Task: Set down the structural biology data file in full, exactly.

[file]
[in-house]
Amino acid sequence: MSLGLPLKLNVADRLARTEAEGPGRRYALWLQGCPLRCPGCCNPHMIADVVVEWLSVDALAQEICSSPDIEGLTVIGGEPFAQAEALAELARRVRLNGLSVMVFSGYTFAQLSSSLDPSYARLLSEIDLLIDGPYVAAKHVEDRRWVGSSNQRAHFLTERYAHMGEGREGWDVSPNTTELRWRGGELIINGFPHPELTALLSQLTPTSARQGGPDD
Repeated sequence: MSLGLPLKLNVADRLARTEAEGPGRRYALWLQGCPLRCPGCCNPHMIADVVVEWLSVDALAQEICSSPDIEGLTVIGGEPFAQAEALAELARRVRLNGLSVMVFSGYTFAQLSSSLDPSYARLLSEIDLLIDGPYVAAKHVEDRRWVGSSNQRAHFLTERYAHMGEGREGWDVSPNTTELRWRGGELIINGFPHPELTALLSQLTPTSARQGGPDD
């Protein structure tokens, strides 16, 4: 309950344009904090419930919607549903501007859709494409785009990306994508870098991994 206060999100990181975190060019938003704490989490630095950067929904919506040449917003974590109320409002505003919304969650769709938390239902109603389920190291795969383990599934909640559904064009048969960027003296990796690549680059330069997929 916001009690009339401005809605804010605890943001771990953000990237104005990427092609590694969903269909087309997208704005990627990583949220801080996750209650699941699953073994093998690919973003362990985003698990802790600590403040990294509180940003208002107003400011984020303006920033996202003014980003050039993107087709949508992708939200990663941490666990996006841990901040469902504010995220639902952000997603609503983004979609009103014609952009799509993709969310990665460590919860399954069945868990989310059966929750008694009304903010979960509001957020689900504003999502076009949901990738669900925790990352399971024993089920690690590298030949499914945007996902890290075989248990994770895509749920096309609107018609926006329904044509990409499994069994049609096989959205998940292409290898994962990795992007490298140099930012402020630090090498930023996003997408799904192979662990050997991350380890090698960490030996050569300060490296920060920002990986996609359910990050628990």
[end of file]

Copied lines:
[in-house]
Amino acid sequence: MSLGLPLKLNVADRLARTEAEGPGRRYALWLQGCPLRCPGCCNPHMIADVVVEWLSVDALAQEICSSPDIEGLTVIGGEPFAQAEALAELARRVRLNGLSVMVFSGYTFAQLSSSLDPSYARLLSEIDLLIDGPYVAAKHVEDRRWVGSSNQRAHFLTERYAHMGEGREGWDVSPNTTELRWRGGELIINGFPHPELTALLSQLTPTSARQGGPDD
Repeated sequence: MSLGLPLKLNVADRLARTEAEGPGRRYALWLQGCPLRCPGCCNPHMIADVVVEWLSVDALAQEICSSPDIEGLTVIGGEPFAQAEALAELARRVRLNGLSVMVFSGYTFAQLSSSLDPSYARLLSEIDLLIDGPYVAAKHVEDRRWVGSSNQRAHFLTERYAHMGEGREGWDVSPNTTELRWRGGELIINGFPHPELTALLSQLTPTSARQGGPDD
């Protein structure tokens, strides 16, 4: 309950344009904090419930919607549903501007859709494409785009990306994508870098991994 206060999100990181975190060019938003704490989490630095950067929904919506040449917003974590109320409002505003919304969650769709938390239902109603389920190291795969383990599934909640559904064009048969960027003296990796690549680059330069997929 916001009690009339401005809605804010605890943001771990953000990237104005990427092609590694969903269909087309997208704005990627990583949220801080996750209650699941699953073994093998690919973003362990985003698990802790600590403040990294509180940003208002107003400011984020303006920033996202003014980003050039993107087709949508992708939200990663941490666990996006841990901040469902504010995220639902952000997603609503983004979609009103014609952009799509993709969310990665460590919860399954069945868990989310059966929750008694009304903010979960509001957020689900504003999502076009949901990738669900925790990352399971024993089920690690590298030949499914945007996902890290075989248990994770895509749920096309609107018609926006329904044509990409499994069994049609096989959205998940292409290898994962990795992007490298140099930012402020630090090498930023996003997408799904192979662990050997991350380890090698960490030996050569300060490296920060920002990986996609359910990050628990």